Like many kids who grew up watching Disney Channel, I often pretended to draw the logo with a sparkler along with Brenda Song or Miley Cyrus. I was staring at the TV and asking my mother why she didn’t put me in acting school. I always got the same answer: “I didn’t want you to end up like Lindsay Lohan.”
I’m not saying I could have gotten as big as Lohan if my mom brought me to auditions as a kid. However, my mother knew that introducing me to the world of show business carried the risk of child stardom – and the trauma that often accompanies it.
Lohan was my first idea of a favorite child actress gone mad. She was charged with driving while intoxicated, possession of cocaine, and felony hit and run when I was five years old and a big fan of 1998 The parent trap remake. But as I soon learned, Lohan wasn’t the first child star to “go off the deep end.” Rather, she embodied the well-known image of the troubled celebrity who grew up under the spotlight. Instead of sitting back and watching the industry harm more young children, we should be demanding better protections for child celebrities.
One of the biggest problems child celebrities face is that they are often treated like adults. Besides Disney Channel, I was also a big fan of Nickelodeon – especially the show iCarly. One of the show’s stars, Janet McCurdy, recently revealed that she was forced to drink on set when she was just 18. McCurdy, who had never drunk before, was told by a supervisor on set that alcohol would make her gave edge, end.
Sometimes even the very own parents of celebrity kids can forget to let their kids be kids. When actress Drew Barrymore was a child, her mother took her to Studio 54, a nightclub in New York, instead of going to school. She became addicted to cocaine as a child actress, entering rehab for the first time at age 12 and returning at 13. At age 14, she survived a suicide attempt and emancipated herself from her mother.
Child actors may also be asked to film scenes of which they may not fully understand the implications. When actress Brooke Shields was only 11 years old, she starred in the film Nice baby, playing a child prostitute. Her first kiss was on the set of the film – with a 29-year-old actor. At the age of 14, she began acting in the 1980 film Blue Lagoon along with actor Christopher Atkins, then 18. Both Shields and Atkins were nearly naked throughout the duration of the film.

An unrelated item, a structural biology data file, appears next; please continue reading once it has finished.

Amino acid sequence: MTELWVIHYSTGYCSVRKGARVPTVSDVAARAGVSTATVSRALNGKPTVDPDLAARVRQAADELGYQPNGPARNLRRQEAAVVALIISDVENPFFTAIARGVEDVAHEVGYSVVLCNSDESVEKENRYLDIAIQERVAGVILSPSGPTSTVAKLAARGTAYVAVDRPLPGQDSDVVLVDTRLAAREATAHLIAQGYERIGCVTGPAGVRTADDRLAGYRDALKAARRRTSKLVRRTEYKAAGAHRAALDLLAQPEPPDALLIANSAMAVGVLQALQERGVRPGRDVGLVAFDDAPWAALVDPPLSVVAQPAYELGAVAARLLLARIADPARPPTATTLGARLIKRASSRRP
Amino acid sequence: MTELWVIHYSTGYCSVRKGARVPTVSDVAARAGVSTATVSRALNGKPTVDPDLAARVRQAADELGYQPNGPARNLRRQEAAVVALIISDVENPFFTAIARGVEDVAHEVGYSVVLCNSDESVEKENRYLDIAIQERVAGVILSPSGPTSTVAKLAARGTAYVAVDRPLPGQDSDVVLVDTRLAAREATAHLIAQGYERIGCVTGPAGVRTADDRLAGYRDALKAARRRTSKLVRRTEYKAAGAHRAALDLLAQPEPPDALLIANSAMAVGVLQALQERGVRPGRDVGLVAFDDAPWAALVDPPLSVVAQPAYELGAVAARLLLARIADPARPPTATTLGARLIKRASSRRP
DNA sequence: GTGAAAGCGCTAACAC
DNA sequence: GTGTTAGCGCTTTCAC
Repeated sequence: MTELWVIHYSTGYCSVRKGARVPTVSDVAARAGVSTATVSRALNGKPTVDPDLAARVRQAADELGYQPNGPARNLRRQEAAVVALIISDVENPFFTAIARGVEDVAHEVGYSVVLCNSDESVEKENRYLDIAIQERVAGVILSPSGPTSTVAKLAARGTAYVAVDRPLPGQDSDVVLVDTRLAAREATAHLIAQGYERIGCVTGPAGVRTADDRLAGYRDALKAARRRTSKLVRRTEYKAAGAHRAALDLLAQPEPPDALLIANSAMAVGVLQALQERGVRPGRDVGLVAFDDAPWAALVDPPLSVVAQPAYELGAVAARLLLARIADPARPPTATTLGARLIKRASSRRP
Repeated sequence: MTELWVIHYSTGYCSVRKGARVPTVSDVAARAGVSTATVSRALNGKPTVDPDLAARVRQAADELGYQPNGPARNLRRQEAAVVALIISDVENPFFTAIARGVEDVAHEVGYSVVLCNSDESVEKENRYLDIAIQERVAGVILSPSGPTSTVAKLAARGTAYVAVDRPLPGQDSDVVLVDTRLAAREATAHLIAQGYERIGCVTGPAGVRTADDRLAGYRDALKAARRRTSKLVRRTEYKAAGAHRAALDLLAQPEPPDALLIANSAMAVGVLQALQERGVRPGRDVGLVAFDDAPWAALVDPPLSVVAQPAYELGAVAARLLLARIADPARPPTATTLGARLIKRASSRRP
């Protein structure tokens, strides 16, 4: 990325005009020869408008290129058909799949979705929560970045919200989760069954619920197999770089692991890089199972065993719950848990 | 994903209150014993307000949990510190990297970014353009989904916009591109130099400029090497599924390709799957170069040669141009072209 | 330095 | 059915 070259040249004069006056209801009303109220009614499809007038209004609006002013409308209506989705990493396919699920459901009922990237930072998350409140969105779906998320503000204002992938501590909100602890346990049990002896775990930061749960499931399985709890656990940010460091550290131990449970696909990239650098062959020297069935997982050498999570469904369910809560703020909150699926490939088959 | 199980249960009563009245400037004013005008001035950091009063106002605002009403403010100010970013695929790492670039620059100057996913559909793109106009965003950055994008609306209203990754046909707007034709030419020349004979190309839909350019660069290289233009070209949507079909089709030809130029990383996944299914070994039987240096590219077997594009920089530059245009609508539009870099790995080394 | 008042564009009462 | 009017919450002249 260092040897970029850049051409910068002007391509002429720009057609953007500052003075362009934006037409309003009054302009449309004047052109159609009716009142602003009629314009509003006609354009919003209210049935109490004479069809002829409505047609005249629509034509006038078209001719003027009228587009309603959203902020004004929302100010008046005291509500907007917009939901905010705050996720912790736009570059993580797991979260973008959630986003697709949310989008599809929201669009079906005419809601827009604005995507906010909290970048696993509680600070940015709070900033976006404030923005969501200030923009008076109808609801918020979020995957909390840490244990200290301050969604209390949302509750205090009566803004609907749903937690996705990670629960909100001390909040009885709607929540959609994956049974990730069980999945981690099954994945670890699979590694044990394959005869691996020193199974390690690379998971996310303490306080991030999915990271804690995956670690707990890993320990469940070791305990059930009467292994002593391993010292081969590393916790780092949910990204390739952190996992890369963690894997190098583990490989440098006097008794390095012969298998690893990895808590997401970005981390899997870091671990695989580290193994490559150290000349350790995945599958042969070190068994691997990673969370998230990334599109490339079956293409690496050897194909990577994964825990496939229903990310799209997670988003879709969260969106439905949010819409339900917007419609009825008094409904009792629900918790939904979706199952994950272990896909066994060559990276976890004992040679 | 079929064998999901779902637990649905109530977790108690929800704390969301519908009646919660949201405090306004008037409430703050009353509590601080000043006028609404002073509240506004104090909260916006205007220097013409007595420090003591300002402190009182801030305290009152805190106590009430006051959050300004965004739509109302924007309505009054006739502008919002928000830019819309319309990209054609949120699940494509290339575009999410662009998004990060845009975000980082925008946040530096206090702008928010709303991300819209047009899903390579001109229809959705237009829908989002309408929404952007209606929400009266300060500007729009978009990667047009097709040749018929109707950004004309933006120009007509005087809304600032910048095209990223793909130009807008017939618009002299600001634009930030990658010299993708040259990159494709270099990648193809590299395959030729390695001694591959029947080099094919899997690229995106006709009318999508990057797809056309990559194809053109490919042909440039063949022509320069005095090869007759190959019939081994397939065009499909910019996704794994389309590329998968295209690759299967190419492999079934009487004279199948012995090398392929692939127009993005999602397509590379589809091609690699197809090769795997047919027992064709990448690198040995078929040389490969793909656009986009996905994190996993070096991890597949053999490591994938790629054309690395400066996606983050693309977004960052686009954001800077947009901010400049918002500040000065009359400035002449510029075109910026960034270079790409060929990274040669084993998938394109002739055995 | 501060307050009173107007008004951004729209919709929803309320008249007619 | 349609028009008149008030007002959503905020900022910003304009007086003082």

When young actors and actresses film explicit or sexually explicit scenes, it can have a lasting effect on their psyche. Reflecting on her early roles, Shields acknowledges how she was sexualized at a very young age and how such films exploited her sexual awakening. Shields’ experiences on set leave her feeling guilty and ashamed of herself.
If children are going to act in television and movies, they need to be given the necessary resources to handle the mental demands of the job. Former child actress Alison Stoner, who starred in films such as Camp Rock and Cheaper by the dozen, suggests having a third-party mental health professional on all sets to monitor working conditions and help actors deal with their emotions after demanding scenes. She also recommends that all guardians and representatives of children’s entertainers be required to take an industry and media literacy course. That way, Stoner argues, families can be educated about the risks of having a child in the public eye.
We’ve let too many young celebrities suffer for our entertainment. As more and more former child stars speak out about the harm done by the industry, it’s our responsibility to listen. We need to create a better and safer working environment for today’s children. Otherwise, the spoiled child star trope will go nowhere.
Abigail Tushman is a junior from Fort Lauderdale, Florida majoring in Writing and Science Seminars. She is the opinion editor for The News-Letter.